CID (2)

… “Yes, madam?” the kind marriage officer was asking. The bride kept silent. The marriage witnesses were waiting. The bridegroom was sweating. Will she, nil she – read the oath in English? Pindrop silence in the room – it’s the Tis Hazari Court building in Delhi, remember? Otherwise there’s no such word as ‘pindrop’ in English, I just checked in Oxford. Neither as a noun, nor as an adjective. Must be an Indian coinage.

The electric fan did not squeak. It was a new one and whirled at half speed gently stirring the papers on the marriage officer’s desk, while the accused as well as convicted criminals, for all I know, shuffled past on the corridor outside. And then the bride spoke. She continued speaking. I don’t think the Indian marriage oath – in English – has been read in a more sexy German-Polish accent in the history of civil marriage on the subcontinent. I could have married her for that marriage oath, for that accent alone.

What does that have to do with my CID, my cultural identity?

CID or C.I.D. is the abbreviation for the Criminal Investigation Department of India – as also the title of the famous 1956 film with Dev Anand in the male lead. Since then, there’s not an Indian dead or alive who has not hummed Leke Pahela Pahela Pyar while having a pee or while NOT having a pee, not everybody having a bathroom to sing in, in India. But check the song out all over again on YouTube or wherever and you’ll realise that it’s Indian rock n’ roll at its best, it rocks, it rolls, it’s pure rhythm, it makes you dance – from the days before the bhangra beat conquered India and the West in a kind of double whammy of reverse colonialism… where was I?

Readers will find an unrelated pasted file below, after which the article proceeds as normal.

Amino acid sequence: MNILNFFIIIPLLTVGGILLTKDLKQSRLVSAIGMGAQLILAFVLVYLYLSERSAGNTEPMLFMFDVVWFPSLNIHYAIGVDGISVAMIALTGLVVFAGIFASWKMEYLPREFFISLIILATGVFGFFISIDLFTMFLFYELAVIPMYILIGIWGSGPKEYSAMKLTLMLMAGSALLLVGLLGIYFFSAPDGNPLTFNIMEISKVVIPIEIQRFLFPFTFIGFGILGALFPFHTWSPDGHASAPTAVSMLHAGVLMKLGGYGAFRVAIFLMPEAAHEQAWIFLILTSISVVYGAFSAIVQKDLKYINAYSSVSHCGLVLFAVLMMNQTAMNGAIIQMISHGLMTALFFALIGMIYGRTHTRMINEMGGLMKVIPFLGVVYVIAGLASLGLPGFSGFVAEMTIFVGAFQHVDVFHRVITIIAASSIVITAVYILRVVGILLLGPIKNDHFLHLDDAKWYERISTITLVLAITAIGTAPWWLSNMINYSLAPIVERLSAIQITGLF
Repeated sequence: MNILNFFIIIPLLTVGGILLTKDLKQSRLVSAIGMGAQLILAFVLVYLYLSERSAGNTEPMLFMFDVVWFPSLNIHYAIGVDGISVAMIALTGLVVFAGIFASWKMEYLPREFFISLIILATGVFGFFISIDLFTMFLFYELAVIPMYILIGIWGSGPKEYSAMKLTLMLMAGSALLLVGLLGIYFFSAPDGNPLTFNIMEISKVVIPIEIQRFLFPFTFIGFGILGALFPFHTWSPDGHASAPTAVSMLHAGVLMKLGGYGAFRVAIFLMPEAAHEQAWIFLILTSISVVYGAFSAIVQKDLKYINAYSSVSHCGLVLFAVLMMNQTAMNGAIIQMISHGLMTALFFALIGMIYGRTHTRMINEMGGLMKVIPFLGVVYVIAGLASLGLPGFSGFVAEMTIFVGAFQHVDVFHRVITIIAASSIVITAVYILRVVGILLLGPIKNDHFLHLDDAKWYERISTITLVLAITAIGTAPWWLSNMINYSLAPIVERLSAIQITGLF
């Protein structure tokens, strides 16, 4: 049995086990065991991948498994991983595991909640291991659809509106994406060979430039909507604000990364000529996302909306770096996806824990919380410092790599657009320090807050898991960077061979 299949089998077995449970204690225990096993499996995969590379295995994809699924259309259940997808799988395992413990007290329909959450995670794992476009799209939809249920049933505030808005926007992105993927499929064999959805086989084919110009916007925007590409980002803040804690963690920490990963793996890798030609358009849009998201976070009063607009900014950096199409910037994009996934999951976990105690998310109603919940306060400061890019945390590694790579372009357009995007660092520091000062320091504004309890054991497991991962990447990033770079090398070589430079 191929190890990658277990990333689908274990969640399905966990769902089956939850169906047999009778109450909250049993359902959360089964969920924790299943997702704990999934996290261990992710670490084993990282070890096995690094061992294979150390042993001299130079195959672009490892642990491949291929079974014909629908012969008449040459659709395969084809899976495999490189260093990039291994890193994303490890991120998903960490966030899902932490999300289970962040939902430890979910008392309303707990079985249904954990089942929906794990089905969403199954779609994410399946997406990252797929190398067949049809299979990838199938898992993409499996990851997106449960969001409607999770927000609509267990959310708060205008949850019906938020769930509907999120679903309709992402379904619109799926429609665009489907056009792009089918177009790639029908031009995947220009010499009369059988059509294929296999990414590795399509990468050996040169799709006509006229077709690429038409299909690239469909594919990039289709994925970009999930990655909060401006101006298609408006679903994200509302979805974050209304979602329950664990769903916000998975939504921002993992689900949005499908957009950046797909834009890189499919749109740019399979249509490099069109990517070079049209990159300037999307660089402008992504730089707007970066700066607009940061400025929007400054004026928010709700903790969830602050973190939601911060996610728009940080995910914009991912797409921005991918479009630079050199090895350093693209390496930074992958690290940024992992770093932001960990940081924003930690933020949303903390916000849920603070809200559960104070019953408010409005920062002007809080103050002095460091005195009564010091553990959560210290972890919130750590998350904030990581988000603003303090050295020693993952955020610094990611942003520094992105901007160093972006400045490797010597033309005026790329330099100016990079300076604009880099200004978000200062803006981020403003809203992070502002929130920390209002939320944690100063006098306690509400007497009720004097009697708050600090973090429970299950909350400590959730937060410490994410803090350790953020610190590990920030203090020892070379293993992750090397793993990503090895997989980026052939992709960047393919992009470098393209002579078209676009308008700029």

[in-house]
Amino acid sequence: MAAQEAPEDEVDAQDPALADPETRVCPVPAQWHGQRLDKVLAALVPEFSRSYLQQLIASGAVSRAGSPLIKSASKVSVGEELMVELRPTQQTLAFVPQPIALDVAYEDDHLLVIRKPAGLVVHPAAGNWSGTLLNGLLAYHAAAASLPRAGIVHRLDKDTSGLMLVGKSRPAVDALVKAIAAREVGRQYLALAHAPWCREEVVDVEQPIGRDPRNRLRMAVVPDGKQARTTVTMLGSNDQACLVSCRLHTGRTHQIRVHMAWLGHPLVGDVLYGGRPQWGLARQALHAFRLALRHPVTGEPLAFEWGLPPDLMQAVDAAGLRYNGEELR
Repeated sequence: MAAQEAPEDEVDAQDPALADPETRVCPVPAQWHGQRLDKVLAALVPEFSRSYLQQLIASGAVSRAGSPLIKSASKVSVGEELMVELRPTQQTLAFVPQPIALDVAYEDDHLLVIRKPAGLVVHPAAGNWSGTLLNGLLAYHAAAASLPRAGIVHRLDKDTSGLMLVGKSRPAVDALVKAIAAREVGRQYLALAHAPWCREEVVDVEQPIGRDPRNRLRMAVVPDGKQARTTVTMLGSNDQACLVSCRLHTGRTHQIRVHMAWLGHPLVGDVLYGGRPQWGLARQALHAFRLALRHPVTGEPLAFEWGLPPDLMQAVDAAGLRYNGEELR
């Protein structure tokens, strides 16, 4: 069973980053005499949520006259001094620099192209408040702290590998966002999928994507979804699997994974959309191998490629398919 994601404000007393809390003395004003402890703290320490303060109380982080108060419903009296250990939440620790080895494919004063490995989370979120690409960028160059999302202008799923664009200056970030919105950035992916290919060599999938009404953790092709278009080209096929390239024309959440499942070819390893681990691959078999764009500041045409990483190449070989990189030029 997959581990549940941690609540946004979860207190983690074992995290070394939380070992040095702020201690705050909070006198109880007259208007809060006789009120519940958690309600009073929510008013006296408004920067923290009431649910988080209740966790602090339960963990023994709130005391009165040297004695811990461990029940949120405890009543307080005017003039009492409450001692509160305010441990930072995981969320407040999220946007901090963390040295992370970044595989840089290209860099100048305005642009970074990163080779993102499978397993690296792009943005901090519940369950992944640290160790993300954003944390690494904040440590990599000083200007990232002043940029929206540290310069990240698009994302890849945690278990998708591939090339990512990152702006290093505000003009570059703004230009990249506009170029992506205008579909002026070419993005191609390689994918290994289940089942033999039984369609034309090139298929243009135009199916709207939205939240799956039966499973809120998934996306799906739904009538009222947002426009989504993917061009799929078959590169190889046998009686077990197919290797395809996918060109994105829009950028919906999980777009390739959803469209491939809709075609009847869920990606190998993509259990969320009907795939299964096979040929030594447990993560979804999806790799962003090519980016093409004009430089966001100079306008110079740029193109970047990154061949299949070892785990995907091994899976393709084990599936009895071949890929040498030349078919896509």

There should also have been a Cultural Investigation Department of India, for example, examining the bhangrification of Bollywood film music. This CID should have had a foreign wing operating from the embassies and authenticating the cultural bona fides of NRIs and PIOs and all the other phrases and abbreviations for expats that the Indian govt. comes up with from time to time.

The cultural attaché at the embassy could issue the CIDs, for example, to people like us, stating it in percentages: thirty percent Indian, twenty percent German, ten percent illiterate and forty percent dalda instead of ghee. Or the attaché could ask one of us Non-Resident Indians and Persons of Indian Origin to read an oath of cultural allegiance in our respective mother tongues, such as Oriya or Bengali or Hindi – would be almost like K. reading the marriage oath in Tis Hazari. Can I or can’t I? Read Bengali after all these years, I mean. You see, school, college and university were all in English, and it’s been German ever since. You don’t seriously expect me to read this thing – out aloud, for God’s sake! – in Bengali, do you?

I had no difficulty reading the oath – in English – at Tis Hazari. It wasn’t half as sexy as K. reading it but she seemed to like it, so who cares. And who cares that I, we, didn’t have our big fat Indian wedding. We’d submitted our papers a month earlier and pushed off to Goa for our honeymoon – before the marriage? There must be a mistake somewhere. My stepdaughter – naturally not ‘our’ stepdaughter, silly – was with us. We stayed at a ‘holiday village’. It was in the middle of the monsoon, with the eight mile beach entirely deserted and nobody venturing to set so much as a big toe in the raging Arabian Sea, with armadas of cumulus nimbus rolling in to conquer the Indian peninsula in a swift two-month campaign. I took pictures: sea and sky all in black-and-white, as if before the discovery of colour film. The colour was all on the landward side, dark green and velvet because of the monsoon.

Mira Nair should have seen it.

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